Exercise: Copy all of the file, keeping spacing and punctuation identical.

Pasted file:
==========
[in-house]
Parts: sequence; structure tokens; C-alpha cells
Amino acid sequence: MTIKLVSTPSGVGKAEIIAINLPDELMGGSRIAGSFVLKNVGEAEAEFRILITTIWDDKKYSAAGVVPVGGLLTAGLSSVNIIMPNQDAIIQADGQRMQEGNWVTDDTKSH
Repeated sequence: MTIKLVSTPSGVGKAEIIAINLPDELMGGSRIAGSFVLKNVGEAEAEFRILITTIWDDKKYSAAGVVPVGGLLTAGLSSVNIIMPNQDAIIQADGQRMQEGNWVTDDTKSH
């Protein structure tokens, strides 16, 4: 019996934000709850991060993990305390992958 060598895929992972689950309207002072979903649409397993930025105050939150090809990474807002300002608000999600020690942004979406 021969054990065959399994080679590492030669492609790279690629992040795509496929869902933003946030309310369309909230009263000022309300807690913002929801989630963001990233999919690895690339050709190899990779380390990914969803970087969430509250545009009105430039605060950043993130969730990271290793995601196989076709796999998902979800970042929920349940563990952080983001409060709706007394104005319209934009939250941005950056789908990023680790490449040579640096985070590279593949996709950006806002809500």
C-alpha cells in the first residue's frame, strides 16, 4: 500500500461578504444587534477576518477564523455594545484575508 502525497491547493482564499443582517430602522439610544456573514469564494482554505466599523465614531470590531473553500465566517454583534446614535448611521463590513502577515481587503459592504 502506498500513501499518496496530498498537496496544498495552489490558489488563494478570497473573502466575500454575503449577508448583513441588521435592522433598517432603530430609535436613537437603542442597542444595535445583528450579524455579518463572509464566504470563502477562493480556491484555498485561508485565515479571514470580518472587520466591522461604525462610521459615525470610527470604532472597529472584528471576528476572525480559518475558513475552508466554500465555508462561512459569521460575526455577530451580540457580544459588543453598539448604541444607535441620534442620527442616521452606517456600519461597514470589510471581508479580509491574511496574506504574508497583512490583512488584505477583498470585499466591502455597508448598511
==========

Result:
[in-house]
Parts: sequence; structure tokens; C-alpha cells
Amino acid sequence: MTIKLVSTPSGVGKAEIIAINLPDELMGGSRIAGSFVLKNVGEAEAEFRILITTIWDDKKYSAAGVVPVGGLLTAGLSSVNIIMPNQDAIIQADGQRMQEGNWVTDDTKSH
Repeated sequence: MTIKLVSTPSGVGKAEIIAINLPDELMGGSRIAGSFVLKNVGEAEAEFRILITTIWDDKKYSAAGVVPVGGLLTAGLSSVNIIMPNQDAIIQADGQRMQEGNWVTDDTKSH
């Protein structure tokens, strides 16, 4: 019996934000709850991060993990305390992958 060598895929992972689950309207002072979903649409397993930025105050939150090809990474807002300002608000999600020690942004979406 021969054990065959399994080679590492030669492609790279690629992040795509496929869902933003946030309310369309909230009263000022309300807690913002929801989630963001990233999919690895690339050709190899990779380390990914969803970087969430509250545009009105430039605060950043993130969730990271290793995601196989076709796999998902979800970042929920349940563990952080983001409060709706007394104005319209934009939250941005950056789908990023680790490449040579640096985070590279593949996709950006806002809500």
C-alpha cells in the first residue's frame, strides 16, 4: 500500500461578504444587534477576518477564523455594545484575508 502525497491547493482564499443582517430602522439610544456573514469564494482554505466599523465614531470590531473553500465566517454583534446614535448611521463590513502577515481587503459592504 502506498500513501499518496496530498498537496496544498495552489490558489488563494478570497473573502466575500454575503449577508448583513441588521435592522433598517432603530430609535436613537437603542442597542444595535445583528450579524455579518463572509464566504470563502477562493480556491484555498485561508485565515479571514470580518472587520466591522461604525462610521459615525470610527470604532472597529472584528471576528476572525480559518475558513475552508466554500465555508462561512459569521460575526455577530451580540457580544459588543453598539448604541444607535441620534442620527442616521452606517456600519461597514470589510471581508479580509491574511496574506504574508497583512490583512488584505477583498470585499466591502455597508448598511